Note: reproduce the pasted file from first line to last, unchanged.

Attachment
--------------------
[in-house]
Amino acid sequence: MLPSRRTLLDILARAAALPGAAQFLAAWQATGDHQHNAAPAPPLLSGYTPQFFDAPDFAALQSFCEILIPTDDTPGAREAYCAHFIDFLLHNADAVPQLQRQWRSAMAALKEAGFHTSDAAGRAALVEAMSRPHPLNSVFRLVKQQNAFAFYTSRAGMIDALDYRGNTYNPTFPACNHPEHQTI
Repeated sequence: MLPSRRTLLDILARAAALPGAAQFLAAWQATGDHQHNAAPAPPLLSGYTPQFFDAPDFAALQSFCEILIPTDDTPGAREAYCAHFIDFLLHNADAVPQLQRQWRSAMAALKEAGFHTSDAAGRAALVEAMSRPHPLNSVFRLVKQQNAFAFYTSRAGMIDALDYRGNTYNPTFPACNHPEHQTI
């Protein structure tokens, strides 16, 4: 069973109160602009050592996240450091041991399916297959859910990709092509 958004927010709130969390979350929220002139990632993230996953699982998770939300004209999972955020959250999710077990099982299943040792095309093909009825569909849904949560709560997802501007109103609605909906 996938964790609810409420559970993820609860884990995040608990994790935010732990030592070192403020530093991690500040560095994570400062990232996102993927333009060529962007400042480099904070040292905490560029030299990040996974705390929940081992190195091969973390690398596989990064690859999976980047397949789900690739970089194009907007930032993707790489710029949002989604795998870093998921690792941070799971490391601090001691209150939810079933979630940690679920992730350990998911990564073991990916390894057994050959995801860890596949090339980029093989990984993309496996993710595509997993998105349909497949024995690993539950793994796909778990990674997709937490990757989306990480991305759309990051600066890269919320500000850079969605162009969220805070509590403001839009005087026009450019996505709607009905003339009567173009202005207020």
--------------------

[in-house]
Amino acid sequence: MLPSRRTLLDILARAAALPGAAQFLAAWQATGDHQHNAAPAPPLLSGYTPQFFDAPDFAALQSFCEILIPTDDTPGAREAYCAHFIDFLLHNADAVPQLQRQWRSAMAALKEAGFHTSDAAGRAALVEAMSRPHPLNSVFRLVKQQNAFAFYTSRAGMIDALDYRGNTYNPTFPACNHPEHQTI
Repeated sequence: MLPSRRTLLDILARAAALPGAAQFLAAWQATGDHQHNAAPAPPLLSGYTPQFFDAPDFAALQSFCEILIPTDDTPGAREAYCAHFIDFLLHNADAVPQLQRQWRSAMAALKEAGFHTSDAAGRAALVEAMSRPHPLNSVFRLVKQQNAFAFYTSRAGMIDALDYRGNTYNPTFPACNHPEHQTI
């Protein structure tokens, strides 16, 4: 069973109160602009050592996240450091041991399916297959859910990709092509 958004927010709130969390979350929220002139990632993230996953699982998770939300004209999972955020959250999710077990099982299943040792095309093909009825569909849904949560709560997802501007109103609605909906 996938964790609810409420559970993820609860884990995040608990994790935010732990030592070192403020530093991690500040560095994570400062990232996102993927333009060529962007400042480099904070040292905490560029030299990040996974705390929940081992190195091969973390690398596989990064690859999976980047397949789900690739970089194009907007930032993707790489710029949002989604795998870093998921690792941070799971490391601090001691209150939810079933979630940690679920992730350990998911990564073991990916390894057994050959995801860890596949090339980029093989990984993309496996993710595509997993998105349909497949024995690993539950793994796909778990990674997709937490990757989306990480991305759309990051600066890269919320500000850079969605162009969220805070509590403001839009005087026009450019996505709607009905003339009567173009202005207020």